I was actually turning down shifts because in my mind, I was a wedding photographer first. It wasn’t until I decided to help my coworkers out during the holidays that I realized how much I was saying no to. In 2017, because there were times I’d rather be sitting at home just content with being a wedding photographer, one of my lowest liquor store paycheques was $389.14 for two weeks. My most recent paystub just arrived: If I pushed my limits a bit, two weeks could net me $1,048.01! My pride cost me over $1,300 a month.

Someone coined a word for this a while back: “egotrage”, what Mr. Groovy calls “The strategy of advancing your financial position by doing something that is ‘beneath’ your socioeconomic status.” In that article, he talks about how his ego kept him from attaining wealth at an early age. “A man of my stature–I did have an illustrious journalism degree from Long Island University, after all–didn’t wash cars.” (Sound like anyone you know?)

I’ll just admit it: I was afraid. I was afraid that working 40 hours a week doing wage labour would somehow negate everything I’d built as an entrepreneur. In reality, I’m adding to it. The extra income will allow me to buy that Profoto A1 with less financial strain on my business. My seniority at the store will allow me to increase my flexibility with time off, letting me take on new photo opportunities. Simply getting out of the house will improve my mental health and allow me to form new connections with people. It was all an obvious win, but my pride was holding me back! Well, it’s time to let that go. From now on, I’m no longer allowing “wedding photographer” to be my defining attribute to the detriment of everything else.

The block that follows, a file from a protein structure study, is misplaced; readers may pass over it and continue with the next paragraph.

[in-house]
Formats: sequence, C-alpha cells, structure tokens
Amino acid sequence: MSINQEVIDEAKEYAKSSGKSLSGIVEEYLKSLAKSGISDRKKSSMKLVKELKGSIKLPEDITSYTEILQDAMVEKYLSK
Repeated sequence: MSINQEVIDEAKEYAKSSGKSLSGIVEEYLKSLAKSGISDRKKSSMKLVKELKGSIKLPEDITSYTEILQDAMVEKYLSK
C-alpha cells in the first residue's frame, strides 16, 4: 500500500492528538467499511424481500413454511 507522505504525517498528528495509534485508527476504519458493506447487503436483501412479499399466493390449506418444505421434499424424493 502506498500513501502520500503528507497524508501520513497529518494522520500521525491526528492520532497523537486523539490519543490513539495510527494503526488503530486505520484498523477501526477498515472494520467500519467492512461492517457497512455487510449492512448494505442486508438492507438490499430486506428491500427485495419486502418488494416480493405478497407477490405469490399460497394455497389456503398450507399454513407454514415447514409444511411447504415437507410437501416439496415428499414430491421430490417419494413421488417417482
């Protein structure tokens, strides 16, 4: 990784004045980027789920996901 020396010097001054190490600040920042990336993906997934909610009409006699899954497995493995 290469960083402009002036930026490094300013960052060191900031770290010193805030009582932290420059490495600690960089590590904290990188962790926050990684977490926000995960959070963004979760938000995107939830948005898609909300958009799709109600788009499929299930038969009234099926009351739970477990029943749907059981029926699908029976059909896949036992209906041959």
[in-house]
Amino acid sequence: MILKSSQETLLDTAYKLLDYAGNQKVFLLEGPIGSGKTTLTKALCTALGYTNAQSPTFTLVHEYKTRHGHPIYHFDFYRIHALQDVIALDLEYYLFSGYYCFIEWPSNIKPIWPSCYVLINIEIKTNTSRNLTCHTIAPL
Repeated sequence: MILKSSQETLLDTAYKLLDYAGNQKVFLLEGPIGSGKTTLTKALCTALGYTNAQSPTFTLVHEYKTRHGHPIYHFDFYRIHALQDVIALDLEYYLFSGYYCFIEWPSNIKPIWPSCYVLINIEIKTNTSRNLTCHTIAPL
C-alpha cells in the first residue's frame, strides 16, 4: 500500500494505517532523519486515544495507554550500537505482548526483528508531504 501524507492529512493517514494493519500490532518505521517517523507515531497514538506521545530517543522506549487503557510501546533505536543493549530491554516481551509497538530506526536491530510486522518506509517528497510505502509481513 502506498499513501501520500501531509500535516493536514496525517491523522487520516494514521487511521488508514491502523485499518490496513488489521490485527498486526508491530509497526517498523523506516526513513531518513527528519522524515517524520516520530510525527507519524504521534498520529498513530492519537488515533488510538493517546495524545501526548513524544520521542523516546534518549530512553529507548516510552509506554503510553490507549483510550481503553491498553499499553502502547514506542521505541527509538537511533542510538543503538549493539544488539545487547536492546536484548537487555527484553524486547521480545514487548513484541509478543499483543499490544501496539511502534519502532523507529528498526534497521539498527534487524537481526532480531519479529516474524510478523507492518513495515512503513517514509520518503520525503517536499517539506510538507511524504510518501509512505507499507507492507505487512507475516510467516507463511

On the other hand, I have no idea how to introduce myself at parties now. Thoughts?

*****

“So, what do you do for a living?”

“Uh, I’ve got, like, five jobs. Can we please talk about something else?”

My Five Streams of Income

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According to this, “65% of self-made millionaires had three streams of income” and “29% of self-made millionaires had five or more”. Meanwhile, this article starts breaking down “7 different income streams”, but some of their recommendations are things most of us should be doing anyway, like investing. Other ones are downright odd. Do you consider your spouse’s salary as a stream of your income? I don’t. I don’t think you should either.

For this article, I’m laying out the five streams of income I actually count. If you count my index funds or the fact I’m technically a SOCAN-recognized composer who’s only earned pennies in royalties, I have more. I’m mainly counting my side hustles that actually put money in the bank though. This is how I make my money.